All we know is that the Shang Dynasty kept a prison full of outcasts readily available so that at any time the public could be witness to the public sacrifices of people their leaders called foes.

Well, I’m happier and happier to have given that particular society a miss. Along with basically all other ancient societies.

I can tell you that if mass human sacrifice takes place in one of my books, it’ll be just the bad guys doing it and they will ultimately be crushed by the good guys. Too bad the real world doesn’t follow the conventions of heroic fantasy.

Well, it is an interesting article, although after reading it you may want to check out something warm and fuzzy, like these police rescuing ducklings or these fishermen rescuing a dog from a freezing river.

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5 thoughts on “The human sacrifice diet: interesting in an appalling way”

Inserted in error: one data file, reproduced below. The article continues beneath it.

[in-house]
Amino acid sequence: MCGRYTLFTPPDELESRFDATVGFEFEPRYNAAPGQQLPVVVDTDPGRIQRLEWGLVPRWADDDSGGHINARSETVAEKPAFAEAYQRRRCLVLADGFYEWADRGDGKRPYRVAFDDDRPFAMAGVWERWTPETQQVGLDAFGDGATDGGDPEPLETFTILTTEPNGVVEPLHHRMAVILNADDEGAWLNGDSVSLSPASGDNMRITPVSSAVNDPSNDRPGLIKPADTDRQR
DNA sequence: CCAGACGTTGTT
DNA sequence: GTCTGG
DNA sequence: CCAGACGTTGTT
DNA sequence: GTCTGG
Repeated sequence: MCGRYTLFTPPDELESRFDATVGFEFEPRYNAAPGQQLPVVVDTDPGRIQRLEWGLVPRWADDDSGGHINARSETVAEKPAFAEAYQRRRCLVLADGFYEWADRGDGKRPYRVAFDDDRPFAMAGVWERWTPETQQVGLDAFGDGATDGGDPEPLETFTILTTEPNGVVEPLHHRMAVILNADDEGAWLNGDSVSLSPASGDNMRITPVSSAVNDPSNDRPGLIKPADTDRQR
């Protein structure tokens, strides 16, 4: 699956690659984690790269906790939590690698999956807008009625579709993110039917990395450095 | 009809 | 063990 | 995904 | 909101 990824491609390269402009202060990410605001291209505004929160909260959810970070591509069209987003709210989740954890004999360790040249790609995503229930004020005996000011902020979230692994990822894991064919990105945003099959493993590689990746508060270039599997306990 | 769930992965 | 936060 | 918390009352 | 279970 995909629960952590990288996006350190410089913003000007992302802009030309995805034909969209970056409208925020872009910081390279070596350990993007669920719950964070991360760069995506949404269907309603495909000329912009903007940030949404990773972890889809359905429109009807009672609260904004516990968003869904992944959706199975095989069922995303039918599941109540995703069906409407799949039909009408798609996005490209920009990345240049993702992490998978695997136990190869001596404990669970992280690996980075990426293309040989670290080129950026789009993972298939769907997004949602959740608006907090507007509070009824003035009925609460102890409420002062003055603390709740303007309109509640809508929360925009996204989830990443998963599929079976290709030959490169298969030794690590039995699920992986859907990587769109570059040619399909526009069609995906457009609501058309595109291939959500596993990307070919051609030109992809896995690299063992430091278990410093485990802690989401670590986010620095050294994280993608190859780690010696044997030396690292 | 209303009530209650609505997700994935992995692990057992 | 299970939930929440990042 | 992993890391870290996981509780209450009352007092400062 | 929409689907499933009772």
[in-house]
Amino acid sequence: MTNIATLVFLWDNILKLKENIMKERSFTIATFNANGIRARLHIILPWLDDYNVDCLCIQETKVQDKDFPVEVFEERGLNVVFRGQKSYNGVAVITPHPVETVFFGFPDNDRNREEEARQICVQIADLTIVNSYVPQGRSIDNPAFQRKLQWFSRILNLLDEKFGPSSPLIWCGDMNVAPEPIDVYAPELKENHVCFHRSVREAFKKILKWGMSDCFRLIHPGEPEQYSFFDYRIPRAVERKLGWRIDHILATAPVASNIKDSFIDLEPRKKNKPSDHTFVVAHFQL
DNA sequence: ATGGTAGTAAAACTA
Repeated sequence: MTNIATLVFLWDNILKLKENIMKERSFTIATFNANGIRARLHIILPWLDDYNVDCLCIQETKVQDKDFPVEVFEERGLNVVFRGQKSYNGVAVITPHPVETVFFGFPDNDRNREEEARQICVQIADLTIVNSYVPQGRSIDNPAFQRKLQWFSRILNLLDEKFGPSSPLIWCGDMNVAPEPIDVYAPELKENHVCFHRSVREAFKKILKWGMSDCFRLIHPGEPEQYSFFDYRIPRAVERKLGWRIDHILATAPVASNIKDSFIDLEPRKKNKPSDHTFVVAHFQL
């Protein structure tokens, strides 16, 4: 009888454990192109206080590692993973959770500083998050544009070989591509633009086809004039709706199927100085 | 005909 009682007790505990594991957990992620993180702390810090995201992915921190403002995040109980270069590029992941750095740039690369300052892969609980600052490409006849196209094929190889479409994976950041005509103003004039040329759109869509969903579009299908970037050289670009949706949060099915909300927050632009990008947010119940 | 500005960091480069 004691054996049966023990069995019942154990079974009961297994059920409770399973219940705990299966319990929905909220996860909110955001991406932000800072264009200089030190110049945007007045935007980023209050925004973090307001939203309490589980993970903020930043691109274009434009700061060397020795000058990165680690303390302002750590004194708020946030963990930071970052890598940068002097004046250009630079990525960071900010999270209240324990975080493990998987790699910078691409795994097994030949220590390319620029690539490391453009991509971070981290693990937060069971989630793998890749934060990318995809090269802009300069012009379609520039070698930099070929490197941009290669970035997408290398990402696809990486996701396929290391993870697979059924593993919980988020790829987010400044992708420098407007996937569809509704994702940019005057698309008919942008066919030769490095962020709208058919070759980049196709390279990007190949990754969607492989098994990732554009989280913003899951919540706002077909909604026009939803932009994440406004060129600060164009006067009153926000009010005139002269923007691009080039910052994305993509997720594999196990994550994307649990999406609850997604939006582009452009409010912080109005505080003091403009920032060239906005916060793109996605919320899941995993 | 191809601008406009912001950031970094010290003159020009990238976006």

1. “common” is definitely a reach, though I think practically every ancient civilization did do it occasionally.

  2. FAscinating in a gruesome way. It reminds me a bit of that recent news about the huge (for ancient times) battlefield someone’s been digging up in N. Europe. Participants came from very far away, again, according to clues to what they ate.

  3. Thanks for weighing in on the commonness issue, Craig. And that’s an interesting addition, Elaine. Even then it was a “See foreign lands filled with exotic people, and kill them,” I guess.

  4. Katie Patchell

    I know that the Hebrews/Israelites (early Jewish lineage) absolutely did not practice human sacrifice, even though many early Mesopotamian cultures around them did. I’m not sure if the Egyptians did though? I know at one point they threw children to crocodiles, which may have been a sacrifice to the crocodile or Nile gods. The Greeks and Romans might…not have….but then again, they had very war-oriented cultures or cultures that were drawn into conflict (i.e. the Greeks with Persia and other city-states) that perhaps they didn’t need “traditional human sacrifice”. I know that the Greeks believed in Arete (moral excellence), and valued it so highly that they wanted to exhibit it in war, so again, battle, excellence, and sacrifice might be interlinked for them. The Romans *did* also have human sacrifice in the Games at the Colosseum, so I’d take that off the list of “no human sacrifice” cultures.